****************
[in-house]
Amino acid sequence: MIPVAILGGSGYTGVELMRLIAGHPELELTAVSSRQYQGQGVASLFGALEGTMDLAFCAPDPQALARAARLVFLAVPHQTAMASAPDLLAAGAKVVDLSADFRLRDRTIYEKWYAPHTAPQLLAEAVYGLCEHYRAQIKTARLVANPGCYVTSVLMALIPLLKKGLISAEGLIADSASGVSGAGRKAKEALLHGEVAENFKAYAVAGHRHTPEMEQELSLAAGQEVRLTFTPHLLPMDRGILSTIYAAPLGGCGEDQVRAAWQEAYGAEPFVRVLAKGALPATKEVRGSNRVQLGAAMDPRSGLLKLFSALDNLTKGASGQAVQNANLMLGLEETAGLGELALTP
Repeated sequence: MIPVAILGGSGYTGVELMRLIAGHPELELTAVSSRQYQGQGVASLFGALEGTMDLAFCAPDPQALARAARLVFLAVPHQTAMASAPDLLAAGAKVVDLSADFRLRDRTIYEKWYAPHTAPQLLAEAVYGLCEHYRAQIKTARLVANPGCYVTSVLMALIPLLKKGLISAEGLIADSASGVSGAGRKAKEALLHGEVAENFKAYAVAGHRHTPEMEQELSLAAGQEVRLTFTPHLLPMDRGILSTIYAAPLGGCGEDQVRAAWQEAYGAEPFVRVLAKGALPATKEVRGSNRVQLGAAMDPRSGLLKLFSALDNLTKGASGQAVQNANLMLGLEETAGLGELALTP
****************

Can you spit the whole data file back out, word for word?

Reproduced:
[in-house]
Amino acid sequence: MIPVAILGGSGYTGVELMRLIAGHPELELTAVSSRQYQGQGVASLFGALEGTMDLAFCAPDPQALARAARLVFLAVPHQTAMASAPDLLAAGAKVVDLSADFRLRDRTIYEKWYAPHTAPQLLAEAVYGLCEHYRAQIKTARLVANPGCYVTSVLMALIPLLKKGLISAEGLIADSASGVSGAGRKAKEALLHGEVAENFKAYAVAGHRHTPEMEQELSLAAGQEVRLTFTPHLLPMDRGILSTIYAAPLGGCGEDQVRAAWQEAYGAEPFVRVLAKGALPATKEVRGSNRVQLGAAMDPRSGLLKLFSALDNLTKGASGQAVQNANLMLGLEETAGLGELALTP
Repeated sequence: MIPVAILGGSGYTGVELMRLIAGHPELELTAVSSRQYQGQGVASLFGALEGTMDLAFCAPDPQALARAARLVFLAVPHQTAMASAPDLLAAGAKVVDLSADFRLRDRTIYEKWYAPHTAPQLLAEAVYGLCEHYRAQIKTARLVANPGCYVTSVLMALIPLLKKGLISAEGLIADSASGVSGAGRKAKEALLHGEVAENFKAYAVAGHRHTPEMEQELSLAAGQEVRLTFTPHLLPMDRGILSTIYAAPLGGCGEDQVRAAWQEAYGAEPFVRVLAKGALPATKEVRGSNRVQLGAAMDPRSGLLKLFSALDNLTKGASGQAVQNANLMLGLEETAGLGELALTP